By Thorsten Severin and Holger Hansen
BERLIN (Reuters) - Chancellor Angela Merkel's coalition government agreed on Thursday to require migrants granted residence rights to show willingness to integrate by learning German and seeking work or see their benefits cut.
Ending months of disagreement, Merkel's Christian Democrats (CDU), their conservative Bavarian CSU allies and the Social Democrats (SPD) hammered out a deal in the early morning hours for post-war Germany's first law on integrating immigrants.
They also worked out new counter-terrorism measures and agreed to relax rules giving European Union citizens priority in employment so migrants can enter the job market more easily.
The deal capped months of disagreement about how to handle over a million migrants and refugees who poured into Germany last year. Those fleeing war in Syria and Iraq have the best chances of staying while economic migrants may be sent home.
Merkel said the agreement, to be approved by her cabinet on May 24, contained "an offer for everyone, but also duties for everyone". Along with language learning, it says that migrants who break off job training courses will also lose benefits.
The chancellor said Germany faced two challenges with Europe's migrant crisis. The first was to coordinate the influx of refugees with European partners and progress had been made on that, she said.
"The other challenge is to register and achieve the integration of the large number of people who have arrived here," she told reporters.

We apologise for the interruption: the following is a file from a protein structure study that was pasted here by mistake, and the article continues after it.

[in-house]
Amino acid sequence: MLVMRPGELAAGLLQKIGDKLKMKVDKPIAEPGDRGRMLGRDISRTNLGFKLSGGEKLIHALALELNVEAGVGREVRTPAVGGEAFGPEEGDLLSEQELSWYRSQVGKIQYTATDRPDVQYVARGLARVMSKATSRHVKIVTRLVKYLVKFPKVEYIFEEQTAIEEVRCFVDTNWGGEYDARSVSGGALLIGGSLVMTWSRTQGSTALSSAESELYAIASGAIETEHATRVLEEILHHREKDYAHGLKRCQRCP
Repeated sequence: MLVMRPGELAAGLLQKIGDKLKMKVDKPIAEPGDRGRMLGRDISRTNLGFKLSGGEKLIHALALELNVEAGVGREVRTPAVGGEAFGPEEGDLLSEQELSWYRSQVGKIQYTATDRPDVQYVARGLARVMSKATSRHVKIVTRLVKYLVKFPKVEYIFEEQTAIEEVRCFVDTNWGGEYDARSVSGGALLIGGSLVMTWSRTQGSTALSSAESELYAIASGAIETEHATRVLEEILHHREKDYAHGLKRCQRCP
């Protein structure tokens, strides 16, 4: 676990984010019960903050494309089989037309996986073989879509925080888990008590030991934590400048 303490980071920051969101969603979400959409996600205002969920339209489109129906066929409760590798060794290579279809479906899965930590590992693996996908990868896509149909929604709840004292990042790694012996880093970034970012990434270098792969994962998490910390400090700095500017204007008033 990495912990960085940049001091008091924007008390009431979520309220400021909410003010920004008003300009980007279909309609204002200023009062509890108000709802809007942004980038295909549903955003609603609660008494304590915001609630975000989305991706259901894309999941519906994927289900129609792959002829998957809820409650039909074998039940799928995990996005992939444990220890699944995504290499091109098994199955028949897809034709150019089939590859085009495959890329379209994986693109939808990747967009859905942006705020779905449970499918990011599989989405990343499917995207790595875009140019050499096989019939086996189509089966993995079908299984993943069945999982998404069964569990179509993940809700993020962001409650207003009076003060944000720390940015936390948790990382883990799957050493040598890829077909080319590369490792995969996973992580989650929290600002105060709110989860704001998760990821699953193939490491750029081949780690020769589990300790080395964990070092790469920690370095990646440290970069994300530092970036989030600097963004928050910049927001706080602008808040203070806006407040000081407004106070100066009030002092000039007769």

"We will have a German national law on integration - this is the first time in post-war Germany that this has happened, it is an important, qualitative step."
Tensions within Merkel's coalition mounted towards the end of last year with all three parties espousing different priorities for coping with the migrant crisis.
Since then, the flow of migrants, many from Syria and other war-torn parts of the Middle East and Africa, has slowed and the pressure has eased. The EU has also done a deal with Turkey to enlist its help in stemming the influx.
The security measures, a response to recent attacks in France and Brussels, include increasing police powers to deploy undercover agents and empowering Germany's intelligence agencies to exchange information with foreign partners, under clear conditions.
Last month, German authorities stepped up security measures at airports, train stations and the country's borders with Belgium, France, the Netherlands and Luxembourg.
While the three parties welcomed the immigration agreement, a closely-watched decision on incentives for electric cars was delayed.
Merkel said support for electric cars was in the pipeline. Auto sector leaders have pressed the government to bring in incentives to boost demand for electric cars, arguing support is needed if the sector is to retain its leading edge as an automotive market.
(Writing by Paul Carrel and Madeline Chambers; Editing by Tom Heneghan)